Tuesday, February 15, 2011

Thrifters Around the World: Thrifting Pro Miss P From the UK

Thrifters Around The World is a new series where I interview passionate thrifters across the Globe. Today I'm interviewing Miss P from The United Kingdom.

Tell us a little bit about yourself, Miss P.

I’m a 30 something (ahem!) mum of one (My Little Tornado!) and I live in a small town on the Essex coast, about 45 minutes from London with LT and my partner J. I attend college once a week to study garment construction and pattern drafting (another passion of mine) and spend a HUGE chunk of my time “thrifting” at local charity shops.

I guess you could call it a mild obsession! I used to sell my vintage thrift finds on Ebay for a living and am in the process of re-launching this “career” (post baby) by opening my first ever shop on Etsy called LoveMissP. I began blogging as Miss P in October last year and am totally addicted. My blog is a mixture of thrifting, sewing and broader crafts.

When and why did you start thrifting?

When I think about it I’ve been thrifting since forever! Some of my earliest memories are of the frantic hustle and bustle of local church jumble sales. I’ve loved it since I can remember. To me it was, and still is, like finding treasure. I never tire of it.

I bought my own clothes from the age of about 11, when I was old enough to get a paper round and then a Saturday job. My money went a lot further in charity shops than it did on the high street. Plus it was more interesting than the identikit “fashion” available in normal clothes shops. My teenage “uniform” consisted of thrifted vintage suit jackets covered in vintage brooches and badges, teamed with thrifted t shirts & hippy skirts, Dr Marten’s and an army surplus ruck sack. (I know, I know! Stylish right?!)

What makes thrifting in the United Kingdom different than thrifting in the United States?

I haven’t ever thrifted in the US so it’s tricky for me to answer this with any basis in actual experience. But as far as I can tell there are a couple of differences. Here in the UK individual charities will open and run their own fund raising shops whereas if I understand it correctly, “goodwill” is an umbrella network of stores in the US that benefit any number of different charities or causes.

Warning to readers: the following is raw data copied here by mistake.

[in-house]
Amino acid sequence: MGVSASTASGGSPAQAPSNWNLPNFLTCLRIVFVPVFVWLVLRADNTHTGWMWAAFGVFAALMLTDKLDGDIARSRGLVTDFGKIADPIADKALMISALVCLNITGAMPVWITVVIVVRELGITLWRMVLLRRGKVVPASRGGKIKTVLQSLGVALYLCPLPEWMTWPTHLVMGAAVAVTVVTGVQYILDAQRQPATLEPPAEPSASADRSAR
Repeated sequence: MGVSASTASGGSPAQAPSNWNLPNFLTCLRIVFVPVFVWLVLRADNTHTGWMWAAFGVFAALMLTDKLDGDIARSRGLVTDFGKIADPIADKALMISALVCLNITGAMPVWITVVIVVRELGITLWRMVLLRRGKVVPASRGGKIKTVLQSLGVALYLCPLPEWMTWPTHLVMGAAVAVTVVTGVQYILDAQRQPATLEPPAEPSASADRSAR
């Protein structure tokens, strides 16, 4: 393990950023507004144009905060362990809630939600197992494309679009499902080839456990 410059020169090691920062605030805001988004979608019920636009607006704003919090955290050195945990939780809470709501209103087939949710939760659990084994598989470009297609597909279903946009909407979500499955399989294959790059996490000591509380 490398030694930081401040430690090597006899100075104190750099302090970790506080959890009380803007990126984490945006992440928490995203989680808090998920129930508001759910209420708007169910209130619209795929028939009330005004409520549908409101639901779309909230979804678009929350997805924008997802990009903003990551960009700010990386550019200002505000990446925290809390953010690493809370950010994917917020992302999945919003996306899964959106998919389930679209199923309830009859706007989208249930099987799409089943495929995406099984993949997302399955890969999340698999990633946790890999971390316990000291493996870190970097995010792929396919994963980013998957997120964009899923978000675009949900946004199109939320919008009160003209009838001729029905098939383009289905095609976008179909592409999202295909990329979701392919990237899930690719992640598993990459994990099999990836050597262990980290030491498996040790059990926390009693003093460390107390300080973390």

I don’t know if that results in some consistency in pricing in the US, but over here pricing strategies can vary wildly from shop to shop. At one end of the spectrum, some pitch themselves almost as mini boutiques promoting vintage and designer items. At the opposite end you have the “pile it high and sell it cheap” shop mentality (my personal favourite since I revel in rummaging!!) and then every conceivable level in between.

We don’t have such things as Estate Sales, although these sound just like my cup of tea!

Is there a large thrifting/junking/second-hand shopping culture where you live?

I wouldn’t say large so much as growing rapidly. More and more people I speak to these days are open to a bit of second hand shopping or bargain hunting. Whereas a few years ago, most people couldn’t even fathom that you could get anything other than junk in charity shops.

Is there a stigma against second-hand shopping in the UK? Is it seen as dirty or something that only "poor people" do?

This definitely WAS the case a few years ago. There was a perception that charity shops contained dirty junk that no one else wanted. Not everyone thought that way, but I’d say it was the view of the vast majority. Why on earth would you rummage through someone else's cast offs?? I suppose it’s the same as the idea of “hand me downs” in poorer families in times gone by.

I used to love the look of astonishment when, having complimented me on something I was wearing, I’d utter what was almost my catchphrase “what this? £3 from a charity shop...” Priceless!